Scaling UP the Education Research: MAGICAL (SUPER-MAGICAL): Use of Comics in Teaching Mathematics

Project Number
AFR 04/16 TTL

Project Duration
January 2017 - July 2019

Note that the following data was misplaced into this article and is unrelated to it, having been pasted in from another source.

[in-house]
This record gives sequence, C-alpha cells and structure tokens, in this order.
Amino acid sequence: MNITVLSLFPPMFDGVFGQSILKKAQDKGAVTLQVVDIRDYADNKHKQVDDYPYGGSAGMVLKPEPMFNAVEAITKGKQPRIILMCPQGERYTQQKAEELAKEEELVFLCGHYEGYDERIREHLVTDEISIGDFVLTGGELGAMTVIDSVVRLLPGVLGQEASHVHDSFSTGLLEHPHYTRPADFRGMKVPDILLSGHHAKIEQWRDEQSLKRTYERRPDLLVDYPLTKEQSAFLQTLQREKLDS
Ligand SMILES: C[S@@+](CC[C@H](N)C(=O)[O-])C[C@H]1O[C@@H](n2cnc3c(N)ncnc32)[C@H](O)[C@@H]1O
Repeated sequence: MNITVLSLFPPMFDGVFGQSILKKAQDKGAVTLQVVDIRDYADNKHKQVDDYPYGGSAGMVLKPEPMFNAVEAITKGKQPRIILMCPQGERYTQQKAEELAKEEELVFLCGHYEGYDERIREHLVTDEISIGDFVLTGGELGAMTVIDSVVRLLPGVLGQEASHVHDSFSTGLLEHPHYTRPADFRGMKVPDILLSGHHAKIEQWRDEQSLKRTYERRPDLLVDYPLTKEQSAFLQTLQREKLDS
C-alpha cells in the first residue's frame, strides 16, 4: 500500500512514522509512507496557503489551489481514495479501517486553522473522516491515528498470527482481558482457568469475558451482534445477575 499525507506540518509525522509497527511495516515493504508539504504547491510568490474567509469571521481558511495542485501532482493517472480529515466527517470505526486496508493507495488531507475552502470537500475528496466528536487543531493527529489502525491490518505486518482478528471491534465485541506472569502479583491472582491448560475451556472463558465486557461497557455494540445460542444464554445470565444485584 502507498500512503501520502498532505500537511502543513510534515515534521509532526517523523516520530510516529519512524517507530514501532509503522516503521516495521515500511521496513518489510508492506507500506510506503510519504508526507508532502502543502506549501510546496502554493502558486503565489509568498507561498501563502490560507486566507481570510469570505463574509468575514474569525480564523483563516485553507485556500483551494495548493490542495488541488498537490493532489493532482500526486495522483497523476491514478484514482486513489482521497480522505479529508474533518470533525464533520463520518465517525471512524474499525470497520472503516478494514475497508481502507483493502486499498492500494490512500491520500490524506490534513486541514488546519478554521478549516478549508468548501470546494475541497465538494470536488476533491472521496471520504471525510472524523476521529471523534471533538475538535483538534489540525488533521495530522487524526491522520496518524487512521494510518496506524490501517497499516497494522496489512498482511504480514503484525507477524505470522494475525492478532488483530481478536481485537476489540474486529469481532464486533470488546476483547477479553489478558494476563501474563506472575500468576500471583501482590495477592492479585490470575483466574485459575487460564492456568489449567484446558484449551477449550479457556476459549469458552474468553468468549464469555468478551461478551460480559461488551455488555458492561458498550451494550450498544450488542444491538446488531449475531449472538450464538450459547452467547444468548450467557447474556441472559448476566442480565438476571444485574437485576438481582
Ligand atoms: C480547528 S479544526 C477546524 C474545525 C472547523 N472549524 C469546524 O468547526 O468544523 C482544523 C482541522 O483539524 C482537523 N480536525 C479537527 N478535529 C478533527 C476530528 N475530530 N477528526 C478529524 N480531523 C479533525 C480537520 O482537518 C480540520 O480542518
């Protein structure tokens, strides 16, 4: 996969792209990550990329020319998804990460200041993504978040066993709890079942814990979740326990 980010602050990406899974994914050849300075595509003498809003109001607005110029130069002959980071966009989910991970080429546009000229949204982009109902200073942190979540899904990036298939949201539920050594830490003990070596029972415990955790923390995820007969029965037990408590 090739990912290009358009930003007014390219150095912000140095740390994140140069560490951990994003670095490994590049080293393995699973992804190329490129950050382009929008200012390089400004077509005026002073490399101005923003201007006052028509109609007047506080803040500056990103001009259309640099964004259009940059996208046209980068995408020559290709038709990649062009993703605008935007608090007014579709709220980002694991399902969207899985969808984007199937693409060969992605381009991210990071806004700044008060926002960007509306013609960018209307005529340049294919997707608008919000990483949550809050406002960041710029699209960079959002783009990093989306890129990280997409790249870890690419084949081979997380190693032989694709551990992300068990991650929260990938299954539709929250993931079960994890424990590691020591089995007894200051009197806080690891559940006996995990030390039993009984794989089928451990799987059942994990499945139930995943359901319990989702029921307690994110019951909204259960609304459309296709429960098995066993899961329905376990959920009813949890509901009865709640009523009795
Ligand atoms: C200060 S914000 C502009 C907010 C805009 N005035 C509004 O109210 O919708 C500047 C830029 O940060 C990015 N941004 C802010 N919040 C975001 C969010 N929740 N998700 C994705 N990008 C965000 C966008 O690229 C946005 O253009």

This project is a scaling up of the project MAthematics is Great: I Can And Like (MAGICAL, DEV 07/14 TTL) which develops a teaching package of using comics to teach selected Secondary One mathematics topics and explores the impact of teaching mathematics through comics to NT students in Singapore. The current practices in mathematics education are moving towards combining both visual and graphic form of representation of mathematical tasks. Thus, there is a need to consider changing emphasis of mathematical representation from almost exclusively using word problems to that which combines visual and spatial reasoning. With this in mind, we believe that the use of comics has an important, although relatively unexplored, role to play in our mathematics education. MAGICAL (DEV 07/14 TTL) has successfully trialed the MAGICAL package and initial data shows that students are generally highly engaged in these comics lessons, more students began to find mathematics fun and relevant, and teachers reported that their students performed better on those topics taught by comics than the other topics in their school examinations. More schools (at least 6 more secondary and 3 primary schools, and the 3 schools which are participating in MAGICAL) are interested to introduce comics into their mathematics classroom lessons. We want to ride on this interest to further scale up MAGICAL to (1) include more secondary schools at the secondary one level (through fine-tuning the existing MAGICAL package) (external scaling up of MAGICAL and initialization at the new schools); (2) develop suitable comics material for the participating MAGICAL schools to follow-up at Secondary Two (internal scaling up); and (3) adapting the MAGICAL package to upper primary level (external scaling up to primary schools). Eventually, it is our hope that the use of comics will become a mainstay in the Singapore mathematics education pedagogy. As in MAGICAL (DEV 07/14 TTL), we use design experiment as the foundation of our research. Based on a theory, we conceptualise a design to improve students' learning and teachers' teaching. This design is implemented in a suitable ‘real-world’ context, which are our schools. Research methods (both qualitative and quantitative) are then used to examine the effect of the intervention (in our case, impact on students' motivation, self-concept and performance in mathematics achievement test). Based on the findings of the research, refinement is made to the design which is further implemented and the implementation-research-refinement cycle is iterated until the researchers and the users are satisfied. Based on the limitation of fund, MAGICAL (DEV 07/14 TTL) was able to carry out up to the first iterative cycle.

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